The next time you find yourself cursing as you stumble and sweat up a steep, rocky trail in New Hampshire, like the out-of-state hiker whose angry letter in a Granite State newspaper has created something of an online frenzy, here’s one target for your wrath: Horses.
Or, rather, lack of horses.
“Out West, trails like the Pacific Crest Trail were graded for horses, so the incline never goes above 15 percent. That’s a major reason why they’re smoother and less steep,” said Roger Moor, whose 2009 hike of the Appalachian Trial led him to write a book, called On Trails: An Exploration, musing about outdoor paths.
The situation is different in New England, said Laurie Gullion, coordination of the outdoor education program at UNH.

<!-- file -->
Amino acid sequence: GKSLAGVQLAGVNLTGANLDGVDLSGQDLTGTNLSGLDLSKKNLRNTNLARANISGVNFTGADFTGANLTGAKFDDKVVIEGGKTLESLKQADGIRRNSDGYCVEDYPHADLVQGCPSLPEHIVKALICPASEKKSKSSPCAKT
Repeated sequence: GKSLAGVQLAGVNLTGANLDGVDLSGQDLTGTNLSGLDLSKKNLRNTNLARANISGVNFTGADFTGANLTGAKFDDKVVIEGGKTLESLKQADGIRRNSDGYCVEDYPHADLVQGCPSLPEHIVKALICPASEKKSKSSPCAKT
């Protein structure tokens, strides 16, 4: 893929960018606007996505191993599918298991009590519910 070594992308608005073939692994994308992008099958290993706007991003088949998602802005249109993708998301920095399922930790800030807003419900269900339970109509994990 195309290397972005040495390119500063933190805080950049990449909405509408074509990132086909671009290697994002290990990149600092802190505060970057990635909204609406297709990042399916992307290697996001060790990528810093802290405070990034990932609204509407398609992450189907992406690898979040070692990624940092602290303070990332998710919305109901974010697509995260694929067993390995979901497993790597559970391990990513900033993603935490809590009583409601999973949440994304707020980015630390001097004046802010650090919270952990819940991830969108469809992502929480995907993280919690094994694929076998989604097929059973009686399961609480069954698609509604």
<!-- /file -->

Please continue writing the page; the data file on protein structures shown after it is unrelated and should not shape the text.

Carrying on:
“Most trails here were created through hiking, not horse-packing,” Gullion said when asked to explain why our trails have a reputation for being surprisingly difficult. “The conditions out West have always allowed using horses – the forest canopy is much more open than here.”
The rare exception exists in New Hampshire, such as the path that became the Mount Washington Auto Road or the Old Bridle Path (as in horse bridle) on Mount Lafayette, but generally the region’s hiking trails charge uphill with few pitch-reducing switchbacks and little concern about rocks and boulders.
This has long been recognized by Appalachian Trail through-hikers, whose pace slows considerably as they cross north into New England. But it came as an unpleasant surprise to an Alabama woman named Mary Altz-Smith, whose furious letter was published in the New Hampshire Union-Leader last week.
“The trails in…
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